This K5-dependent decrease in BMPR-II levels was confirmed by immunoblotting for BMPR-II. The predicted 150-kDa doublet seen in control cells was reduced in abundance in HeLa-K5 cells (Fig. 2c). Importantly, we confirmed that there was no difference in BMPR-II mRNA transcript levels in HeLa-K5 cells when compared with HeLa cells (Fig. 2c). To ensure that this effect of K5 was not restricted to clonal effects of K5-expressing stable cell lines, we confirmed the reduction in BMPR-II protein expression in HeLa cells transiently transfected with K5 (Fig. 2d). We provided further evidence that the effect of K5 on BMPR-II was dependent on the RING domain of K5 using an additional ligase-defective K5 construct (K5W/I), which harbors two mutations in the K5 RING domain (tryptophan 47 and isoleucine 17 to alanines). These mutations prevent recruitment of the cognate cellular E2 (31), and K5W/I is therefore unable to catalyze the transfer of ubiquitin to substrate. When K5W/I was transiently expressed in HeLa cells, we observed a marked increase in BMPR-II protein when compared with control HeLa cells (Fig. 2d). This observation was consistent with the increased 125I-BMP4 binding in HeLa cells expressing K5W, where cell surface BMP4 binding is higher than in control HeLa cells (Fig. 2a). Taken together, these findings suggested that K5W/I is effectively “trapping” BMPR-II at the cell surface and inhibiting endogenous degradation of BMPR-II, analogous to the related K3 (W41A) mutant that associates with, but is unable to ubiquitinate, MHC I molecules (16).
To confirm the functional relevance of the decrease in BMPR-II expression, we investigated the effect of K5 on BMP signaling. Usually, activation of the type I BMP receptor by the constitutively active BMPR-II leads to phosphorylation of Smads 1, 5, and 8 (32). By immunoblotting, we found that phosphorylation of Smad 1 was markedly reduced in HeLa-K5 cells when compared with HeLa cells following BMP4 stimulation (Fig. 2e). Furthermore, this effect was specific to the BMP signaling pathway as there was no difference in the levels of phospho-Smad 2 following TGF-β stimulation (Fig. 2f). Interestingly, there was no difference in phospho-Smad 1/5 levels following TGF-β stimulation, suggesting that there was no alteration in the cell surface levels of TGF-β type I receptors mediating Smad 1/5 phosphorylation (e.g. ALK1 or ALK5) in HeLa and HeLa-K5 cells.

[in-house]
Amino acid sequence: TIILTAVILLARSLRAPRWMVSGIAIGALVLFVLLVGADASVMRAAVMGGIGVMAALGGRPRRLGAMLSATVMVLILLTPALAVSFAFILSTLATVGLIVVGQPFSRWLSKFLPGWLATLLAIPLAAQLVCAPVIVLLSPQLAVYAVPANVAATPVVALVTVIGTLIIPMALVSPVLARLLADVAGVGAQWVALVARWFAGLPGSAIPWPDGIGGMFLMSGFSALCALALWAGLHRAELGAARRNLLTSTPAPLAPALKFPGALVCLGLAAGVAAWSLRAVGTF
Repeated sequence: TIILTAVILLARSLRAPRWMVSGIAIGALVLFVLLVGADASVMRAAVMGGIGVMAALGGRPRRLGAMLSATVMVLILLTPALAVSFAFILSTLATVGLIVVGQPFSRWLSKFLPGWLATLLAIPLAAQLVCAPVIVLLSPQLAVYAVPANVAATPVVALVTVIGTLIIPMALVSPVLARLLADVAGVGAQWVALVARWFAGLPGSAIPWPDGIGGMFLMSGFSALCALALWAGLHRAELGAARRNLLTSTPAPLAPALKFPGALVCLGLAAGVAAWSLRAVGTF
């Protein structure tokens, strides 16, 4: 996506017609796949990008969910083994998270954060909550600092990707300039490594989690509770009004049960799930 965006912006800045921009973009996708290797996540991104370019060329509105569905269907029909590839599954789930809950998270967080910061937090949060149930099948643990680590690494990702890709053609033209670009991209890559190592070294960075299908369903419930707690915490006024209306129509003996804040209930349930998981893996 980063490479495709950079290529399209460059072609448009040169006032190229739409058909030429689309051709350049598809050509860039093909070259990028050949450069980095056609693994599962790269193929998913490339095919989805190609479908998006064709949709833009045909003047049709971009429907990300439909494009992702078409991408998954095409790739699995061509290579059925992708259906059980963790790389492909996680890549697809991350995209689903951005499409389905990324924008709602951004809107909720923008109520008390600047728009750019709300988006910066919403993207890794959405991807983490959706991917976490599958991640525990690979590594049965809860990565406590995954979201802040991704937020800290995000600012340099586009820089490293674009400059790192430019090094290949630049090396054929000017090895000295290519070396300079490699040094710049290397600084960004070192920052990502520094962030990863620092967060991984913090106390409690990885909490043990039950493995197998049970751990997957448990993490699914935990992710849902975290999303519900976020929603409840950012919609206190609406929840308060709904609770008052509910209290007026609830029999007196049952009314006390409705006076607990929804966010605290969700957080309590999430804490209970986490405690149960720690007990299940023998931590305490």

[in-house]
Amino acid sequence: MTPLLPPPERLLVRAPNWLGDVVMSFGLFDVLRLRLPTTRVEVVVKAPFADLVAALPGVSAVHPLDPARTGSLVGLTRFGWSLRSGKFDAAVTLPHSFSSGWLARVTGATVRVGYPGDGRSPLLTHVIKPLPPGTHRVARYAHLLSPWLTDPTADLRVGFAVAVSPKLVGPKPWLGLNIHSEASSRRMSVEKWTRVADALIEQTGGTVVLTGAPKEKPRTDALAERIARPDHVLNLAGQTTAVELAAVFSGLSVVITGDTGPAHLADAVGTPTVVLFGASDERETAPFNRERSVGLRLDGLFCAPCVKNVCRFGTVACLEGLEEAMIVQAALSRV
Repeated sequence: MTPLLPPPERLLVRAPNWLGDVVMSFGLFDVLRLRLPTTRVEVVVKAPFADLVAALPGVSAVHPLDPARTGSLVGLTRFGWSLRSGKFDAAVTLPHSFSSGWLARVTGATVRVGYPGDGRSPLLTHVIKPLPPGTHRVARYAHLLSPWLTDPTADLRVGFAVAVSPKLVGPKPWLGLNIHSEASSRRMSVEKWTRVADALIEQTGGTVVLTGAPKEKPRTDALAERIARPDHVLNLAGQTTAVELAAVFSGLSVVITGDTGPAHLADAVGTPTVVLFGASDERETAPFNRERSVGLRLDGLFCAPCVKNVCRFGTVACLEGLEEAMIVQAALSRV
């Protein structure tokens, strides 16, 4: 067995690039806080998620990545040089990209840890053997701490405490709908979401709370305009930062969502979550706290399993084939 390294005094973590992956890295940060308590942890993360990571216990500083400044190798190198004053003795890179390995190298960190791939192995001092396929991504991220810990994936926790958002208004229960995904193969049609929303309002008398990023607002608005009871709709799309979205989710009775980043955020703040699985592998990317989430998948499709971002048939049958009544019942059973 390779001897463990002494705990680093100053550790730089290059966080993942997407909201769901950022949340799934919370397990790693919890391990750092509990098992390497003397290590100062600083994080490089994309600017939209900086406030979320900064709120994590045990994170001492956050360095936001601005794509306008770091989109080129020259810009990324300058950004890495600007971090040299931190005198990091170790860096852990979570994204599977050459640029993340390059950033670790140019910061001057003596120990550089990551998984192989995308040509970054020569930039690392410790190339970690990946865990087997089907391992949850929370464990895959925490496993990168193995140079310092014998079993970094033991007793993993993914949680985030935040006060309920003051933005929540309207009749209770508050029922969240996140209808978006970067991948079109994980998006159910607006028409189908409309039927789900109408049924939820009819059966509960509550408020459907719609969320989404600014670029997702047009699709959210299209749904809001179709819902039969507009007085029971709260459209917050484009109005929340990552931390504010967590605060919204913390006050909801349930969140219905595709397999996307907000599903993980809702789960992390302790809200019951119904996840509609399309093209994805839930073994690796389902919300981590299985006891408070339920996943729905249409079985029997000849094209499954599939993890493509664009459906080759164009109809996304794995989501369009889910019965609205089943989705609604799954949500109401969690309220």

We next investigated the fate of BMPR-II when co-expressed with K5. We used confocal microscopy to visualize the location of a GFP-tagged BMPR-II expressed in both HeLa cells and HeLa-K5 cells. GFP-tagged BMPR-II was located mainly at the cell surface in HeLa cells (Fig. 3a). In contrast, in HeLa-K5 cells, GFP-tagged BMPR-II was internalized to discrete vesicles within the cytoplasm. These cytoplasmic locations completely co-localized with the lysosomal marker LAMP-1 (Fig. 3b). To confirm that K5 targets BMPR-II to the lysosomal pathway for degradation, we used pharmacological inhibitors to block either the proteasomal or the lysosomal pathway. When HeLa-K5 cells were treated with the lysosomal inhibitor, concanamycin A (a specific inhibitor that blocks lysosomal acidification through selective inhibition of the V-type ATPase), there was a striking reversal of the degradation of BMPR-II (Fig. 3c). Lactacystin inhibits the proteasomal pathway by inhibiting the 20 S proteasome directly. HeLa-K5 cells treated with lactacystin showed no reversal of the loss of BMPR-II despite clearly increasing the level of cellular ubiquitin (Fig. 3d). These data confirmed that K5 targets BMPR-II to be degraded via the lysosomal pathway and not the proteasome. Interestingly, in control HeLa cells treated with concanamycin A, there was also an increase in BMPR-II protein by Western blotting. This observation suggests that BMPR-II is constitutively turned over through the lysosomal pathway by endogenous E3 ligases (Fig. 3c). We confirmed this observation in primary cultured human pulmonary artery endothelial cells and pulmonary artery smooth muscle cells (Fig. 3e).
We next sought to demonstrate whether BMPR-II was indeed ubiquitinated in the presence of K5. A His6-ubiquitin construct was transduced into HeLa and HeLa-K5 cells, and after treatment with concanamycin A, BMPR-II was immunoprecipitated and the associated His-tagged ubiquitinated proteins were visualized by immunoblot analysis. A high molecular weight smear compatible with ubiquitinated BMPR-II was seen in the HeLa-K5 lane but not the HeLa lane (Fig. 3f), confirming BMPR-II as a ubiquitination target for K5.